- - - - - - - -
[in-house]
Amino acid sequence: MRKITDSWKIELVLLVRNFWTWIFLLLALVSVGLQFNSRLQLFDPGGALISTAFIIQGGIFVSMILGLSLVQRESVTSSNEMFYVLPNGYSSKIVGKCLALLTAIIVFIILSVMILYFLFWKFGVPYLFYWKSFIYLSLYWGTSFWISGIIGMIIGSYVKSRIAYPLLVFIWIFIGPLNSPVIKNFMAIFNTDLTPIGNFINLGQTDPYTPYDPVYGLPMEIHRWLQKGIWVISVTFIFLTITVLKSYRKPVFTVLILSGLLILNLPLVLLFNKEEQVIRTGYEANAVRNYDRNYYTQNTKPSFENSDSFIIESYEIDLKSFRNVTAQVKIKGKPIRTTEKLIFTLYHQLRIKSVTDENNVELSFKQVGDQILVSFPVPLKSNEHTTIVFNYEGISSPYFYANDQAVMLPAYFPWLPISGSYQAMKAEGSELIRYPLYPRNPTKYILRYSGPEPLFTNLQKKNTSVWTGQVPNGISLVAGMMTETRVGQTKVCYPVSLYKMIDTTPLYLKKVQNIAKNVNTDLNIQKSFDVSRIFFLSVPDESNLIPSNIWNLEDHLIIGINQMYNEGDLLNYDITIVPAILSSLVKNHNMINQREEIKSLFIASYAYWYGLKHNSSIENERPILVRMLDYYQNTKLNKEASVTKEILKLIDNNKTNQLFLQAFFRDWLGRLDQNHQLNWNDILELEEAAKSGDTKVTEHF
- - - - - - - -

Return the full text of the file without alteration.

[in-house]
Amino acid sequence: MRKITDSWKIELVLLVRNFWTWIFLLLALVSVGLQFNSRLQLFDPGGALISTAFIIQGGIFVSMILGLSLVQRESVTSSNEMFYVLPNGYSSKIVGKCLALLTAIIVFIILSVMILYFLFWKFGVPYLFYWKSFIYLSLYWGTSFWISGIIGMIIGSYVKSRIAYPLLVFIWIFIGPLNSPVIKNFMAIFNTDLTPIGNFINLGQTDPYTPYDPVYGLPMEIHRWLQKGIWVISVTFIFLTITVLKSYRKPVFTVLILSGLLILNLPLVLLFNKEEQVIRTGYEANAVRNYDRNYYTQNTKPSFENSDSFIIESYEIDLKSFRNVTAQVKIKGKPIRTTEKLIFTLYHQLRIKSVTDENNVELSFKQVGDQILVSFPVPLKSNEHTTIVFNYEGISSPYFYANDQAVMLPAYFPWLPISGSYQAMKAEGSELIRYPLYPRNPTKYILRYSGPEPLFTNLQKKNTSVWTGQVPNGISLVAGMMTETRVGQTKVCYPVSLYKMIDTTPLYLKKVQNIAKNVNTDLNIQKSFDVSRIFFLSVPDESNLIPSNIWNLEDHLIIGINQMYNEGDLLNYDITIVPAILSSLVKNHNMINQREEIKSLFIASYAYWYGLKHNSSIENERPILVRMLDYYQNTKLNKEASVTKEILKLIDNNKTNQLFLQAFFRDWLGRLDQNHQLNWNDILELEEAAKSGDTKVTEHF